OVO Innovation is Jeffrey Phillips’ organization. Jeffrey devoted part of his latest monthly newsletter to us and how wonderful Mindcamp was. Clearly he’s a deeply perceptive and intelligent man! Here it is quoted in full. Here’s a link, too, to sign up to get Jeffrey’s newsletter on a regular basis.
from OVO newsletter by Jeffrey Phillips/OVO Innovation, October 2009
The Innovation Gymnasium
I called Mindcamp the innovation gymnasium because the word gymnasium means more than we typically use it for in the States. In Europe, the word means a school that focuses on educating the mind and the body. To me, that’s what Mindcamp did for my innovation muscles. It stretched my mind and my body, and brought me back energized. Mindcamp is the brainchild of Tim Hurson and the folks at Thinkxic. Regular readers of the newsletter will know that I recommend Tim’s book, and when he suggested that I submit a speaking topic at his Mindcamp I was thrilled to have a chance.
What is Mindcamp?
Frankly, I’m still trying to puzzle that one out. The website says that Mindcamp is a “four-day micro-university for personal, professional, and organizational creativity – a feast of 90-minute concurrent sessions presented by the best creativity leaders in North America and world-wide.” It was all of that and more. Better than an innovation conference since many of the participants had the chance to speak. Better than a training program given the breadth of topics and the interactivity. And, best of all, it occurs on a very fundamental basis, stripping away a lot of the overhead that is unnecessary to focus on the interaction and education. After all, in what other innovation conference could you get to sleep in a yurt?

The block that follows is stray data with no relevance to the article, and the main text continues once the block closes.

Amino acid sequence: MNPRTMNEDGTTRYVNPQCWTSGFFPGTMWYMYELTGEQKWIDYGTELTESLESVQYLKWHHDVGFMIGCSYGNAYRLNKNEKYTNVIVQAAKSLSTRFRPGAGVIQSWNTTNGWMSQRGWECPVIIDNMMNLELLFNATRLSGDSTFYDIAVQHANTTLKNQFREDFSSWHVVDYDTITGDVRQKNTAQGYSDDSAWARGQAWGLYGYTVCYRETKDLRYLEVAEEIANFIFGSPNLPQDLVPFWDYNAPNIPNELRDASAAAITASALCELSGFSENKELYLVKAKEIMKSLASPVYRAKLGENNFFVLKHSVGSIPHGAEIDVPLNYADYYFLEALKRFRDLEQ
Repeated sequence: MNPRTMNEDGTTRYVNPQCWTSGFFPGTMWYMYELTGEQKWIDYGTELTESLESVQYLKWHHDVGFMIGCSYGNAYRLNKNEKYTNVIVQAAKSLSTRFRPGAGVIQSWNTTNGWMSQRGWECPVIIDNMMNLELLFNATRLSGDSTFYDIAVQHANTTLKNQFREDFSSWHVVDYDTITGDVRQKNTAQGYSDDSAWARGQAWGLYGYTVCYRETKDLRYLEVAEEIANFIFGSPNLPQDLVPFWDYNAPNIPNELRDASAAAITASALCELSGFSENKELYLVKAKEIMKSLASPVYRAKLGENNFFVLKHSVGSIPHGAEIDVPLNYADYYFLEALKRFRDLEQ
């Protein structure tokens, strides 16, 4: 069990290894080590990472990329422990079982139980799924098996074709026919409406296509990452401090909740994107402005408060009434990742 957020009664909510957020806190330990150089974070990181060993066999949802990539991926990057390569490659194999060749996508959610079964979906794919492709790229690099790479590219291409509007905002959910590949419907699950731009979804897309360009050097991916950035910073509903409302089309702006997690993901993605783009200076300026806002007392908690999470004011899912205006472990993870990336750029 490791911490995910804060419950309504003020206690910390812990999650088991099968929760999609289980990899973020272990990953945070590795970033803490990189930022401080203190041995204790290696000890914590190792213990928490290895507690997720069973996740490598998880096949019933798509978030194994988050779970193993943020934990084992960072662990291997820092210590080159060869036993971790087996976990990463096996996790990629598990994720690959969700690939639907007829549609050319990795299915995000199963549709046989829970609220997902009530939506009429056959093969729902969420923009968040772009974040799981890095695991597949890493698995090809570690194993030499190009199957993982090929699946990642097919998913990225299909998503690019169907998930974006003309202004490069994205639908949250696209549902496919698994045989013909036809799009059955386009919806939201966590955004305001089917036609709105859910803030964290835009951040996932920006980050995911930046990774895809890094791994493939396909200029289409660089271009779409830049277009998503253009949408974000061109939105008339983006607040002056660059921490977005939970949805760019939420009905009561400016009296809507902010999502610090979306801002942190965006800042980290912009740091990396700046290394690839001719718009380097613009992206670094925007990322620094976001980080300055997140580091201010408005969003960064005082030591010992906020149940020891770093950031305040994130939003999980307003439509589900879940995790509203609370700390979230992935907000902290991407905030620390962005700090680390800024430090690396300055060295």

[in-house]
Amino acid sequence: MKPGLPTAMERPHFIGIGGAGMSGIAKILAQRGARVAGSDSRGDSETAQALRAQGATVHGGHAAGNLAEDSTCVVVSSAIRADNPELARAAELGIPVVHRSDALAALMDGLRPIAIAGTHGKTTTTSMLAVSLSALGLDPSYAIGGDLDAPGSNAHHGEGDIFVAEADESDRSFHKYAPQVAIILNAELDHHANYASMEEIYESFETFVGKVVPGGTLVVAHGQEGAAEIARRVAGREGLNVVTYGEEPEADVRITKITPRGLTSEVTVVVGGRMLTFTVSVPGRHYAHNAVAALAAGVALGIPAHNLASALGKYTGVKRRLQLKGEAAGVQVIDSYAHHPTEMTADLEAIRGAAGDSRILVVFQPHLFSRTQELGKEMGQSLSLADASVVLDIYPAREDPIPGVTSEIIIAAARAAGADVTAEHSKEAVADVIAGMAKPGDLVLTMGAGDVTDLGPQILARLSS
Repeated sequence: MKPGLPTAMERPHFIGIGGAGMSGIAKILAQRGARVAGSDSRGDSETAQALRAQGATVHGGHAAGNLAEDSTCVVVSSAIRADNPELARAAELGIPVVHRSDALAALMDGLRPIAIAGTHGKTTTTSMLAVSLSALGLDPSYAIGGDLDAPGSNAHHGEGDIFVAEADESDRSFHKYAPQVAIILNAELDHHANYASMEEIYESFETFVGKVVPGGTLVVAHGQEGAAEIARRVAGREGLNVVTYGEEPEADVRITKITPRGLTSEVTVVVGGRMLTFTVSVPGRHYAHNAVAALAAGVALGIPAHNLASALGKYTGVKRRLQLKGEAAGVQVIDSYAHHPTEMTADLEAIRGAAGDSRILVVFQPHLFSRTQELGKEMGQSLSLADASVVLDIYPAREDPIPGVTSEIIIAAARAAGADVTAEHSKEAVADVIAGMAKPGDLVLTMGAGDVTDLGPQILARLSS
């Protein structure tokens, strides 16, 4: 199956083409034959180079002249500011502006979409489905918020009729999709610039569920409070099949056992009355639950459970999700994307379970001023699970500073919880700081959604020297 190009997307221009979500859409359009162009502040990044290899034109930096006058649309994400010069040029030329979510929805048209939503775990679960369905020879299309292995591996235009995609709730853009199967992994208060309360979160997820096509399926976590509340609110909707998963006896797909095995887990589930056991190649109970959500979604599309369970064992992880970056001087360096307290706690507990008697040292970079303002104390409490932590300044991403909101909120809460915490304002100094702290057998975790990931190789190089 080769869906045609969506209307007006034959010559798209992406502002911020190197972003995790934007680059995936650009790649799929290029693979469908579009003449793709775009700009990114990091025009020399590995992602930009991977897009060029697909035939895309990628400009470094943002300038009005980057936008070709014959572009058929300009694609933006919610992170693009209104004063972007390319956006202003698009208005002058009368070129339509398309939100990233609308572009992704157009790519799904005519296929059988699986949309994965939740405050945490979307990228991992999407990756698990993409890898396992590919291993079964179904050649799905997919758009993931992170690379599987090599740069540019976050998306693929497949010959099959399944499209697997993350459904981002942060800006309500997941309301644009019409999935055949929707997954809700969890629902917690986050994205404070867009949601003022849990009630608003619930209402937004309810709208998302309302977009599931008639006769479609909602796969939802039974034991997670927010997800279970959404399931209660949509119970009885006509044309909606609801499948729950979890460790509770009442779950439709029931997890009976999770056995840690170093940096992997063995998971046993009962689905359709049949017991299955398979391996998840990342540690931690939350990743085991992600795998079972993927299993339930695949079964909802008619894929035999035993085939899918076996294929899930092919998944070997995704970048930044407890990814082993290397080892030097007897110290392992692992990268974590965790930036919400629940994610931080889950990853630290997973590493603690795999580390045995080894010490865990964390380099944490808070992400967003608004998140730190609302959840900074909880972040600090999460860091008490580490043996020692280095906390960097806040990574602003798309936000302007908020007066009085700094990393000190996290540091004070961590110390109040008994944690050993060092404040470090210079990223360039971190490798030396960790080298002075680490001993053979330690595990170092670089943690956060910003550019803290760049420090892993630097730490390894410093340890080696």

My top takeaways
The recurring theme is that creativity and imagination in business is important, and yet so often neglected. While innovative types like John Mackay from Whole Foods schedule blocks of time in their calendar to think and imagine new products or services, the culture in most firms actively discourages any creative thinking exercises, and even when these are done they are often half-hearted attempts that are assumed to be failures before they even begin.
Another take-away: there are many creative thinking techniques and methods that can be deployed. I attended several breakouts that used analogies, collages, NLP techniques and many other methods and approaches. There’s no “one size fits all” approach, find the method that seems right for your firm or your circumstances. Another takeaway – creativity and imagination are infiltrating the corporate world. At the conference I met people from Disney (no surprise) but also American Express and other financial firms as well as other Fortune 500 firms. Most of the practitioners in attendance have worked with large corporations, so the concept of creativity is definitely working its way into every business. Why? There’s no alternative. To tap the best thinking and to differentiate from competition, every firm needs to get the best possible thinking it can from its employees, partners and customers. Using the same old tools and methods guarantees the same old results. Introducing more creativity and imagination is crucial for new ideas.
Improving innovation conferences
MindCamp is the model for what an innovation and creativity conference should be. No flashy banners, no “booths”, no executive, gold-plated sponsors. Just a lot of committed people who are really passionate about innovation. Unlike a lot of conferences where people turn up to gather information but don’t engage in the proceedings, people at Mindcamp were engaged and exchanging ideas and information all the time.
There are a couple of other “MindCamp” like events occurring this fall and into the spring, in case you are interested. There will be a program in Florida and in Atlanta, and of course there is the CREAconference in Italy in the spring. If you can attend one of these, I’d encourage you to go, or plan for MindCamp Toronto next fall.